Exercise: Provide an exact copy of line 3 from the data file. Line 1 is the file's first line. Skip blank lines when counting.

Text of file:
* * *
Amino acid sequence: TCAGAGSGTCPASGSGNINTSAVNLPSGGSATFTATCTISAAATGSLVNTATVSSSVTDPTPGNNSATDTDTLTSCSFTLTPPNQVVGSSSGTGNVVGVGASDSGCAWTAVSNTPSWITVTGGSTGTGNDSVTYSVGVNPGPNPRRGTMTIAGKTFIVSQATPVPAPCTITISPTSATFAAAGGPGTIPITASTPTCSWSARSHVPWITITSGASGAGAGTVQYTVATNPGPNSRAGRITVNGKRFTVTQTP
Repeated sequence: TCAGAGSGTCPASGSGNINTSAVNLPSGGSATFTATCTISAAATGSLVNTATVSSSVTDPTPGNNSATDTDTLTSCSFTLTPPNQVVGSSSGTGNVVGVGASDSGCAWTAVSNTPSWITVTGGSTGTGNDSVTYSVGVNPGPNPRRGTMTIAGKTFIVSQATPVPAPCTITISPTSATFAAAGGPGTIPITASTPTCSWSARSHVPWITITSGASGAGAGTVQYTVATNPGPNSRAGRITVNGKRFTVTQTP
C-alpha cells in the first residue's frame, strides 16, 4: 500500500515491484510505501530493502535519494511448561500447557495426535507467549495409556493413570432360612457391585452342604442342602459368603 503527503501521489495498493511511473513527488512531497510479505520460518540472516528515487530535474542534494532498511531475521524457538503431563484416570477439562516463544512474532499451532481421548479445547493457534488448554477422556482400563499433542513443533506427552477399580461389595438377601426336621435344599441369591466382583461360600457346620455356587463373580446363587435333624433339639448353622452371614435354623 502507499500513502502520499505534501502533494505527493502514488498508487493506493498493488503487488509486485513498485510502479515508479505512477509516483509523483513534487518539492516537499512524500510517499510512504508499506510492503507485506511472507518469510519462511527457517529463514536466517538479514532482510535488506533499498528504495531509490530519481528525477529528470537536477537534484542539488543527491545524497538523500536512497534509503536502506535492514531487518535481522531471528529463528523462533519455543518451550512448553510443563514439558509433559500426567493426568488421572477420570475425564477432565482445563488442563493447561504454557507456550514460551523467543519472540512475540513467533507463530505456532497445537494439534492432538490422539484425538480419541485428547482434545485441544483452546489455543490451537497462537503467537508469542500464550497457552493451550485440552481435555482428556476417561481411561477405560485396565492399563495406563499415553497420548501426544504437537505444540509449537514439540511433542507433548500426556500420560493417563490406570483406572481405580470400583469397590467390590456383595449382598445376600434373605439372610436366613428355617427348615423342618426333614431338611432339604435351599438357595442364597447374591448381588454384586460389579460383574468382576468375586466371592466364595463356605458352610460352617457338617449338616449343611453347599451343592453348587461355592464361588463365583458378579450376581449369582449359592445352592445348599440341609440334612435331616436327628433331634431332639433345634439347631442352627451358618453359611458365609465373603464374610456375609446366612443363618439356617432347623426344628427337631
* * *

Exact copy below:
C-alpha cells in the first residue's frame, strides 16, 4: 500500500515491484510505501530493502535519494511448561500447557495426535507467549495409556493413570432360612457391585452342604442342602459368603 503527503501521489495498493511511473513527488512531497510479505520460518540472516528515487530535474542534494532498511531475521524457538503431563484416570477439562516463544512474532499451532481421548479445547493457534488448554477422556482400563499433542513443533506427552477399580461389595438377601426336621435344599441369591466382583461360600457346620455356587463373580446363587435333624433339639448353622452371614435354623 502507499500513502502520499505534501502533494505527493502514488498508487493506493498493488503487488509486485513498485510502479515508479505512477509516483509523483513534487518539492516537499512524500510517499510512504508499506510492503507485506511472507518469510519462511527457517529463514536466517538479514532482510535488506533499498528504495531509490530519481528525477529528470537536477537534484542539488543527491545524497538523500536512497534509503536502506535492514531487518535481522531471528529463528523462533519455543518451550512448553510443563514439558509433559500426567493426568488421572477420570475425564477432565482445563488442563493447561504454557507456550514460551523467543519472540512475540513467533507463530505456532497445537494439534492432538490422539484425538480419541485428547482434545485441544483452546489455543490451537497462537503467537508469542500464550497457552493451550485440552481435555482428556476417561481411561477405560485396565492399563495406563499415553497420548501426544504437537505444540509449537514439540511433542507433548500426556500420560493417563490406570483406572481405580470400583469397590467390590456383595449382598445376600434373605439372610436366613428355617427348615423342618426333614431338611432339604435351599438357595442364597447374591448381588454384586460389579460383574468382576468375586466371592466364595463356605458352610460352617457338617449338616449343611453347599451343592453348587461355592464361588463365583458378579450376581449369582449359592445352592445348599440341609440334612435331616436327628433331634431332639433345634439347631442352627451358618453359611458365609465373603464374610456375609446366612443363618439356617432347623426344628427337631